Now I know anything I do have must be in a hanging planter or be in a terrarium. That's a thought. Potted herbs in an old fish tank....that could work...if I can find a spot in front of a window or can reuse the lighting...
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Old December 15, 2015   #9
RobinB
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I'm (supposedly) zone 5 here in northern Nevada. The ground freezes and our winter lows are in the teens usually. I've got a rosemary plant that I bought at Walmart about seven years ago in a 1-gallon pot, and it's in the garden and has grown into a huge plant and is still going strong. I mostly ignore it in the winter and make sure it's watered in the summer. Next to it I've also got a huge sage plant, also originally from WM. These plants don't "come back" each year, they have never died. It's out there under a couple inches of snow right now.

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Old December 15, 2015   #10
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Wow Robin those plants must be in a very sheltered spot, or else you live in a micro-climate.

That almost makes me want to experiment with a sacrificial Rosemary plant

We must be colder than you, but the worst things are those late freezes where a plant makes it all the way through the cold winter, puts out its spring buds and WHAM, it gets nailed by a late freeze and dies.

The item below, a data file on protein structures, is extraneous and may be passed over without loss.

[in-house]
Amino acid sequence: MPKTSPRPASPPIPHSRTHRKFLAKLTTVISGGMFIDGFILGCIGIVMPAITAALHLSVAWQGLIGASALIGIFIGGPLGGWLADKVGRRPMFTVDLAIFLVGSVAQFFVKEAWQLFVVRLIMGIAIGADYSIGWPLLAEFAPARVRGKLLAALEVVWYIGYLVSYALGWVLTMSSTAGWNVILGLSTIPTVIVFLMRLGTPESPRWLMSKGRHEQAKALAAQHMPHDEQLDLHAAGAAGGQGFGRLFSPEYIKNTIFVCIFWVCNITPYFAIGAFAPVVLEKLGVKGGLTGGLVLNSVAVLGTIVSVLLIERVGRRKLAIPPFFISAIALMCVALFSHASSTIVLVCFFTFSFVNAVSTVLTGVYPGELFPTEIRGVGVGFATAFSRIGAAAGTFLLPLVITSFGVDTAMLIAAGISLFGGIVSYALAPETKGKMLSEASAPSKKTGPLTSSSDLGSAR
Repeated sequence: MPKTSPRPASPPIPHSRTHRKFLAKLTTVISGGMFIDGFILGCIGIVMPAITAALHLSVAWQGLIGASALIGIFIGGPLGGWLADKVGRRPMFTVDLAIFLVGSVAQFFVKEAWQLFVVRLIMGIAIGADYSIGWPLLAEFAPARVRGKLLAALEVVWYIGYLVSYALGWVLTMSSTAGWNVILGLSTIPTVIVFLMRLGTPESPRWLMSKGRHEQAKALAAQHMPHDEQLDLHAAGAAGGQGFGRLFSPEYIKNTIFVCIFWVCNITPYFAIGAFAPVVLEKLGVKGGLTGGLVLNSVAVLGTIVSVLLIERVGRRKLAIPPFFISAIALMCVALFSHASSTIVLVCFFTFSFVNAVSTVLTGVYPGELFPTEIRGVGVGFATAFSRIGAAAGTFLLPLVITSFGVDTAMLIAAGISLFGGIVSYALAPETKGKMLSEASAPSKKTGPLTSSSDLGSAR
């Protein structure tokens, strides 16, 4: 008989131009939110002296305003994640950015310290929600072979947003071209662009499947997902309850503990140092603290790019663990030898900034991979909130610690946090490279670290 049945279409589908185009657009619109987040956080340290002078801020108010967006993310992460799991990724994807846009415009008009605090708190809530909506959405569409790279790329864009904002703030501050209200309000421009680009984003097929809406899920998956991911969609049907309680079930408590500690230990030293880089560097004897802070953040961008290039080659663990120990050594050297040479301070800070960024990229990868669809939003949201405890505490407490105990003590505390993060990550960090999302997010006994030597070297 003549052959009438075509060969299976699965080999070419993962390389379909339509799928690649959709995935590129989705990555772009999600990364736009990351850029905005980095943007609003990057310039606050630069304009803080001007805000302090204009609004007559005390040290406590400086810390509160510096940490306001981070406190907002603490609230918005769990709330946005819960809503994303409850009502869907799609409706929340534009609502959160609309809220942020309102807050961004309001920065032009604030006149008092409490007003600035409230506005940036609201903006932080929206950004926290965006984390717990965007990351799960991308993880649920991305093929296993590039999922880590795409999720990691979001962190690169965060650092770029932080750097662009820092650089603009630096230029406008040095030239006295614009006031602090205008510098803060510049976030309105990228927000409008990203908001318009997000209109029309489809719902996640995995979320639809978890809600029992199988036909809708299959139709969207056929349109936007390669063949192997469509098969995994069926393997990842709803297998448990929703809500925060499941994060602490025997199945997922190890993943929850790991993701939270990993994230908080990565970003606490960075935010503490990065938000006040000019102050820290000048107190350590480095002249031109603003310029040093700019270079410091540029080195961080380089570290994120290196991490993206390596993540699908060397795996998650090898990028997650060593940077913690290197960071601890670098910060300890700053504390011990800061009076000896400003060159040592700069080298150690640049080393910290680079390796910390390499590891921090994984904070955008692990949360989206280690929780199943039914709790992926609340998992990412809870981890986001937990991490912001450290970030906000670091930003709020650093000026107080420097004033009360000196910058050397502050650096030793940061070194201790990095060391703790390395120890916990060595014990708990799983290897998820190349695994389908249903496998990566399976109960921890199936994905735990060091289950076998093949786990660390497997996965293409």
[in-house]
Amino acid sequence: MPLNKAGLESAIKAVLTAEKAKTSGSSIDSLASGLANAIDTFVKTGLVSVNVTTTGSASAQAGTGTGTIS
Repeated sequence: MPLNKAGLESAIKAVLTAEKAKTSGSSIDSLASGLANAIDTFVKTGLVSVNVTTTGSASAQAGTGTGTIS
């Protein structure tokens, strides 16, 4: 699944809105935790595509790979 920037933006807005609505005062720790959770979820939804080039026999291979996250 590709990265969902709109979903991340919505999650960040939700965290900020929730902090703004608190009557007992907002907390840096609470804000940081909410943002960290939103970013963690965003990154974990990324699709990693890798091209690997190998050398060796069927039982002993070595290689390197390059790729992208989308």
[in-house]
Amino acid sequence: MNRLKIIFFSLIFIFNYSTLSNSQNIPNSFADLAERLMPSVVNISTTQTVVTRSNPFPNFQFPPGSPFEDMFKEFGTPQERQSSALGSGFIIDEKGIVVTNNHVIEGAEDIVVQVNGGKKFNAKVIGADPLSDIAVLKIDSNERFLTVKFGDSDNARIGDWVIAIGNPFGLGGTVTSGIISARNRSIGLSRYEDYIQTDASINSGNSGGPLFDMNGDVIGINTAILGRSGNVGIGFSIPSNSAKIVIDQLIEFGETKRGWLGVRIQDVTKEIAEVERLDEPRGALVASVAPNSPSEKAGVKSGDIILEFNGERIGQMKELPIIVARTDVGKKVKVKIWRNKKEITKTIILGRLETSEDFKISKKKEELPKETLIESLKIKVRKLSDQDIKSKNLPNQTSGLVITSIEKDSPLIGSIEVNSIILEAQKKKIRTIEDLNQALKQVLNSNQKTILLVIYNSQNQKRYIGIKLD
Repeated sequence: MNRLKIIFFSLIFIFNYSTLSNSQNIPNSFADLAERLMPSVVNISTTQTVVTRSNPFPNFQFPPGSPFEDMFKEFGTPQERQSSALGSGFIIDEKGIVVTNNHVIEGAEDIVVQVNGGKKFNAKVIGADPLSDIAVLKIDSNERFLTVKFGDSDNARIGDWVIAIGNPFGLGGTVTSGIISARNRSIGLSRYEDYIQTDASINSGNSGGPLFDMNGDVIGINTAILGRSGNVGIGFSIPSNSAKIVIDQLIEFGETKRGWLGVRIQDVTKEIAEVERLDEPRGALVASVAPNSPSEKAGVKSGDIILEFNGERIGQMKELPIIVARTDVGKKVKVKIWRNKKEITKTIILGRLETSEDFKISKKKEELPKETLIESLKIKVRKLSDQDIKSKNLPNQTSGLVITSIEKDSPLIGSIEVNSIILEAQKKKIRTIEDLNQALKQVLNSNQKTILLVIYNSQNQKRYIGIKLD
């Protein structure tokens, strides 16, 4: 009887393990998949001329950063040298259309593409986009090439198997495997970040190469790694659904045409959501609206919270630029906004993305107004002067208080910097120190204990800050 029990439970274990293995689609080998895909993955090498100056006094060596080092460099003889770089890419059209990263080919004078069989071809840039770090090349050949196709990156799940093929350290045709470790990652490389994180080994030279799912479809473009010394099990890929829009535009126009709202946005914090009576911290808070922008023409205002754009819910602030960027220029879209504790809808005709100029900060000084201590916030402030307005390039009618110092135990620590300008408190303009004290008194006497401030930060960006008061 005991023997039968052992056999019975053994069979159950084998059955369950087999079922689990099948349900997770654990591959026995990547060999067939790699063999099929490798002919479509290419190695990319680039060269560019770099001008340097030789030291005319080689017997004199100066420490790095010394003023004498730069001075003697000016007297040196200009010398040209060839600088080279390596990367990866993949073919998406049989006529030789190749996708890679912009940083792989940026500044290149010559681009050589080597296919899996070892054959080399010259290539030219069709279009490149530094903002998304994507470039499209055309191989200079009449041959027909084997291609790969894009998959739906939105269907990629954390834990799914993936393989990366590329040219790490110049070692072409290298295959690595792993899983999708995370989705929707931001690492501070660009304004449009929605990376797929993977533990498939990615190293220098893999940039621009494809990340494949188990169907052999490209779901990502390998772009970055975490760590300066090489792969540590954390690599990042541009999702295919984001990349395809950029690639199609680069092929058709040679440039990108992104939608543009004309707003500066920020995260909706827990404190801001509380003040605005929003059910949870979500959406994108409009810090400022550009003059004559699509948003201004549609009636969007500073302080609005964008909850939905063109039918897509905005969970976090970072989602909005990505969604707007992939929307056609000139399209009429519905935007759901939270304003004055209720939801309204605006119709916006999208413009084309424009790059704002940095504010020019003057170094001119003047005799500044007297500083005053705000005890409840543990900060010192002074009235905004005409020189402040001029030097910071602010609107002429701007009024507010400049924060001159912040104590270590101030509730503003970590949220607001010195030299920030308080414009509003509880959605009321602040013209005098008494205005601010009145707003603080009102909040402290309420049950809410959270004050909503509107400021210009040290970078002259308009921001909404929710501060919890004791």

Sage is a perennial for me, but dies back each winter.

Linda
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Old December 15, 2015   #11
ScottinAtlanta
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I root rosemary by cutting several branches, putting them in a vase for decoration and scent on my desk, and a few weeks later, planting them. Nothing to it.
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Old December 15, 2015   #12
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I root rosemary by cutting several branches, putting them in a vase for decoration and scent on my desk, and a few weeks later, planting them. Nothing to it.
I didn't realize it was that easy. I guess I know what I'll do each fall now.
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Old December 15, 2015   #13
Labradors2
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I didn't realize it was that easy. I guess I know what I'll do each fall now.
Yes, they are dead easy (as Scott says) and don't even seem to care that it's the WRONG time of year to root cuttings when I root them in November . I need winter projects......

Linda
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Old December 15, 2015   #14
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I may try rooting cuttings--is it too late now after we have had several hard freezes?
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Old December 15, 2015   #15
jmsieglaff
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I may try rooting cuttings--is it too late now after we have had several hard freezes?
If the plant is alive, no it's not too late. If the plant is dead, then yes it is too late.